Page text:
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I am currently learning mor about all the c++11/14 features and wondering when to use std::move in function calls.

I know I should not use it when returning local variables, because this breaks Return value optimisation, but I do not really understand where in function calls casting to a rvalue actually helps.

marked as duplicate by rustyx, Community Apr 26 at 11:02

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When a function accepts an rvalue reference, you have to provide an rvalue (either by having already a prvalue, or using std::move to create an xvalue). E.g.

void foo(std::string&& s);

std::string s;

foo(s);            // Compile-time error
foo(std::move(s)); // OK
foo(std::string{}) // OK

When a function accepts a value, you can use std::move to move-construct the function argument instead of copy-constructing. E.g.

void bar(std::string s);

std::string s;

bar(s);             // Copies into `s`
bar(std::move(s));  // Moves into `s`

When a function accepts a forwarding reference, you can use std::move to allows the function to move the object further down the call stack. E.g.

template <typename T>
void pipe(T&& x)
{
    sink(std::forward<T>(x));
}

std::string s;

pipe(s);             // `std::forward` will do nothing
pipe(std::move(s));  // `std::forward` will move
pipe(std::string{}); // `std::forward` will move
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    so when I do not need the variable anymore it makes sence to just use std::move? – maxbachmann Apr 26 at 10:36
  • 1
    @maxbachmann: in general, yes. But for things like primitive types, there's no benefit. And if the function you're calling takes a const&, there's no benefit as well. – Vittorio Romeo Apr 26 at 10:37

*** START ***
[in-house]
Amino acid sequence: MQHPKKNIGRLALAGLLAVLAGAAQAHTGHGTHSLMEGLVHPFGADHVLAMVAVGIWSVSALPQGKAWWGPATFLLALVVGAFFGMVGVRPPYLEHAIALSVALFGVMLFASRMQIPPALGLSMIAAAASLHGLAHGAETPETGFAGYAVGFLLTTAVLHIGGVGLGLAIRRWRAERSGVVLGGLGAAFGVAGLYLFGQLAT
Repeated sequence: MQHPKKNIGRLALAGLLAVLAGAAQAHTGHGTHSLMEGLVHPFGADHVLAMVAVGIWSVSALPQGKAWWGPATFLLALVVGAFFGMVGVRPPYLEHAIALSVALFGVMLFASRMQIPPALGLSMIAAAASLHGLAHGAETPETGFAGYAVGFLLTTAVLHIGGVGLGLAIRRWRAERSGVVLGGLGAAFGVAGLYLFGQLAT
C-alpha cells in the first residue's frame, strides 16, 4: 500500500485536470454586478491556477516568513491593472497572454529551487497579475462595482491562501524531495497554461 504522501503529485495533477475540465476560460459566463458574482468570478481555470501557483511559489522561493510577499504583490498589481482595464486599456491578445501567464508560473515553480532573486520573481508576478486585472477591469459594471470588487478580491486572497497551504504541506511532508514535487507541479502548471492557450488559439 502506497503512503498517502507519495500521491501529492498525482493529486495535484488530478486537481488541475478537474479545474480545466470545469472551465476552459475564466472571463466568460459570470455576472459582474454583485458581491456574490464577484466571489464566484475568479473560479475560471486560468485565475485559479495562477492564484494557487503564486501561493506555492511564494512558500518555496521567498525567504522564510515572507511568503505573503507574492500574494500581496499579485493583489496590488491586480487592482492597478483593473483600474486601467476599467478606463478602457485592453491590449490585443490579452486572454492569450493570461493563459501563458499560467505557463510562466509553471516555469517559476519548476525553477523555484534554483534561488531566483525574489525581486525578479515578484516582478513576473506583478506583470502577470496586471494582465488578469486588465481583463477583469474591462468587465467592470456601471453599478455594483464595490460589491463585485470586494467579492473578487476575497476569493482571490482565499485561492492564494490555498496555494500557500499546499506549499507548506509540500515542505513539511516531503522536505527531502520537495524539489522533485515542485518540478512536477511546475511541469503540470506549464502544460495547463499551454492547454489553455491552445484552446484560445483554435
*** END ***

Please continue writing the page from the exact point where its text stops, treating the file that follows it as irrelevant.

• why is there no benefit for primitive types? – maxbachmann Apr 26 at 10:43
  • 2
    @maxbachmann Because (a) there is nothing to move [moving is about indirect resources hidden behind pointers, mainly], and (b) there is no mechanism with which to move them [no move ctors!] – Lightness Races in Orbit Apr 26 at 10:44
  • bar(std::string{}); isn't a move, s is initialised from the expression – Caleth Apr 26 at 10:53
9

When you have some substantial object, and you're passing it as an argument to a function (e.g. an API, or a container emplace operation), and you will no longer need it at the callsite, so you want to transfer ownership, rather than copying then "immediately" losing the original. That's when you move it.

void StoreThing(std::vector<int> v);

int main()
{
    std::vector<int> v{1,2,3,4,5,6/*,.....*/};
    StoreThing(v);
}

// Copies `v` then lets it go out of scope. Pointless!

versus:

void StoreThing(std::vector<int> v);

int main()
{
    std::vector<int> v{1,2,3,4,5,6/*,.....*/};
    StoreThing(std::move(v));
}

// Better! We didn't need `v` in `main` any more...

This happens automatically when returning local variables, if RVO hasn't been applied (and note that such an "optimisation" is mandated since C++17 so you're right to say that adding a "redundant" std::move in that case can actually be harmful).

Also it's pointless to std::move if you're passing something really small (particularly a non-class thing which cannot possibly have a move constructor, let alone a meaningful one!) or you know you're passing into a function that accepts its arguments const-ly; in that case it's up to you as to whether you want to save the added source code distraction of a std::move that won't do anything: on the surface it's wise, but in a template you may not be so sure.

  • i dont understand "you want to transfer ownership rather than copying then "immediately" losing the original" is it "you want to transfer ownership rather than ( copying then "immediately" losing the original)" ? isnt moving for immediately losing the original? – formerlyknownas_463035818 Apr 26 at 10:14
  • @user463035818 Correct - this is indicated by the word tenses (and shown in the examples) but I'll clarify it with a comma. – Lightness Races in Orbit Apr 26 at 10:24
  • yep, now I get what you mean with "immediately", together with the example it completely makes sense – formerlyknownas_463035818 Apr 26 at 11:23

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